Going, Going… Global

As businesses continue to extend overseas, so must their travel management programs. Here’s a six-part plan for global expansion.


“In about five years there will be two types of CEOs: those who think globally and those who are unemployed.” — Peter F. Drucker


Globalization — perhaps more appropriately called multinational consolidation — is sweeping across the managed travel landscape. Yes, we’ve all been there before, but an increasing number of companies have now gained the required magic to move forward: senior management support.

This spurt of multinational activity is motivated by a number of goals, including travel policy harmony, airline contracting, centralized travel management, other company multinational consolidation efforts, and procurement directives. Regardless of the cause, the effect is eagerly welcomed by the managed travel community.

However, these initiatives cannot be maximized without the proper supporting business case to measure the results. To help make that case, we present the “6 S’s” as best practices that create maximum value while consolidating multiple countries into a cohesive managed travel program. They are Solid Support (or Sincerity), Simplify, Standardize, Streamline, and Sell.

Solid Support (or Sincerity)

To make the business case for multinational consolidation, as well as to create the foundation for ongoing support, travel managers present certain assumptions about the current and proposed future state of the business travel industry to senior management. These suppositions will certainly be used to value the results. Astute travel managers ensure that the underlying estimates are unquestionably accurate and achievable. This builds the credibility and integrity that is the bedrock of all successful programs.


With the proliferation of data at hand, today’s tendency is to quantify and report it all — everything. Managers have many responsibilities (and much to review), so less truly is more. Identify a few, significant goals (drawing on focus groups and customer sessions) and pay attention to the majority of your efforts in their direction. This allows your team to stay on track while concentrating on fewer common goals. By focusing on only key goals, you’ll have a better chance for success. (However, remember, if goals are truly identified as key, you must achieve those goals.)



Diversity, in this case, is not good! With many countries come many cultures and approaches to measuring progress. Together with your team, develop key measurement standards, apply universal definitions, and require all key suppliers to work within that common framework. This allows for instant multinational comparisons, ease of understanding by company management (including those responsible for travel in that country), and consistency of supplier reviews. As noted above, ensure that the required reporting is the minimum to accomplish your key objectives — this will also help focus the key suppliers towards your key goals.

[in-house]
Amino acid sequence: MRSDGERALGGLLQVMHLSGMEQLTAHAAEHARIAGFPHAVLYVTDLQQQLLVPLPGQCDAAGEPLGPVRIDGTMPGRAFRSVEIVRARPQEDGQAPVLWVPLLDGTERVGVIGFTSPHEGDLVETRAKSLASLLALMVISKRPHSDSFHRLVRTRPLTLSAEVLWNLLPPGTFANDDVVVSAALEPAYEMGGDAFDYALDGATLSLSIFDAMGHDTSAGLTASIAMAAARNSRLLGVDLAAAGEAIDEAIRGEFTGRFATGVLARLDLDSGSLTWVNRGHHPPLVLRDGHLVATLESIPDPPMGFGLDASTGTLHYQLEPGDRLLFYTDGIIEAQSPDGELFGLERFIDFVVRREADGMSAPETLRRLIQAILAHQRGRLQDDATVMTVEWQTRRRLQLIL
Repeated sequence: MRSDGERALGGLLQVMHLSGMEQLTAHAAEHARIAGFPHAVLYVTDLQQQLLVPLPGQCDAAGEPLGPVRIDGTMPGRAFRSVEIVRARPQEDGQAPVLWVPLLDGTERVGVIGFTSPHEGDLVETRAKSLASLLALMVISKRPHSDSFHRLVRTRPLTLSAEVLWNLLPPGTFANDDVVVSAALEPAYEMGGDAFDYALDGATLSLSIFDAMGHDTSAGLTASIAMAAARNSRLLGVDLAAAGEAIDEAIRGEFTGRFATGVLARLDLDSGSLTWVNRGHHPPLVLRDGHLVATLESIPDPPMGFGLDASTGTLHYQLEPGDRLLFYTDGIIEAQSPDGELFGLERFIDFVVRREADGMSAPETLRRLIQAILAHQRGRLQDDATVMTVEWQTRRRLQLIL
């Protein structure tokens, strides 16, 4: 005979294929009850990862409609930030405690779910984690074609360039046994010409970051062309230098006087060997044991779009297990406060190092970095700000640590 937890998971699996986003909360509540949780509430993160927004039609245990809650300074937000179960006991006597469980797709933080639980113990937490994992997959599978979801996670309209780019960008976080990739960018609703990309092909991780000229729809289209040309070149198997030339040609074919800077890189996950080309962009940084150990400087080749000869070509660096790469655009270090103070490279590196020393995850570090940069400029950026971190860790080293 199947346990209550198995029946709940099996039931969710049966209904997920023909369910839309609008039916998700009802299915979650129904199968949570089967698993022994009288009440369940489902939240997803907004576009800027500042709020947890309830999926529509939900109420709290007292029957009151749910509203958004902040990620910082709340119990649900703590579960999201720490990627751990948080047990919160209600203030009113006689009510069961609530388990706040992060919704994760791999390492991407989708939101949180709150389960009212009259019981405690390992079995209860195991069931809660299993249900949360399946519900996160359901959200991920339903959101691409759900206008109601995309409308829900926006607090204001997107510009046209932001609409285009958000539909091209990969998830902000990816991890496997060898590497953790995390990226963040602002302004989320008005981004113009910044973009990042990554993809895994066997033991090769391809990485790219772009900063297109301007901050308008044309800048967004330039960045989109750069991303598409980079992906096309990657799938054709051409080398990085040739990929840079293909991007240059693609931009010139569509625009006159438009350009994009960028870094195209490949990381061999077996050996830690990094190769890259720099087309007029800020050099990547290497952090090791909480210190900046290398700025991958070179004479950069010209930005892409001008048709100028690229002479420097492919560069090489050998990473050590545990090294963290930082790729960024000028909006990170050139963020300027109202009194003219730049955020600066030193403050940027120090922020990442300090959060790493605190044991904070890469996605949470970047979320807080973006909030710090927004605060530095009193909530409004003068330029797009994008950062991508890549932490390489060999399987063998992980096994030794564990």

Best practices call for common procedures in all locations — a mostly unachievable goal considering today’s complex multinational travel industry. Most corporate travel management programs have successfully built their main country programs (usually in the US, Canada, and the UK) to their liking via travel policy, travel counselor client interfacing, mid-office processing, reporting, and technology add-ons. The ideal solution is to move that system into each country that becomes part of the program. Since companies often heavily customize these processes, they are easily transferable. Companies should strive to replicate as much as possible as they enter new countries, again focusing on the key objectives. These usually manifest themselves in travel policy and reporting.


How do you know if you are successful? Identifying these criteria in advance helps ensure cohesive execution that meets the objectives and strategies you’ve identified. Ensure that those measurements and their supporting calculations are above reproach. Travel managers want to be certain that success can be celebrated — rather than debating the scorecard — when these goals are achieved.


No program, no matter how widely managed, or how successful, will promote itself. Travel managers must spread their gospel far and wide. Presentations to senior management will be required, but other avenues should be pursued to ensure the message is consistent and clear. Programs that do this well seldom spend time on subjects such as “Why should we manage travel?” and “The Internet is cheaper.” These have been diffused early and often.

Putting it All Together

Take the hottest day of the year with perfectly blue skies and the sun shining down — and hold a magnifying glass over a pile of newspaper. Nothing will happen as long as you keep moving the magnifying glass around. But the moment you hold the glass still, it will concentrate the sun’s rays, igniting that pile of papers. Travel managers who focus their magnifying glass on these “6 S’s” can pinpoint that collective energy toward maximum success.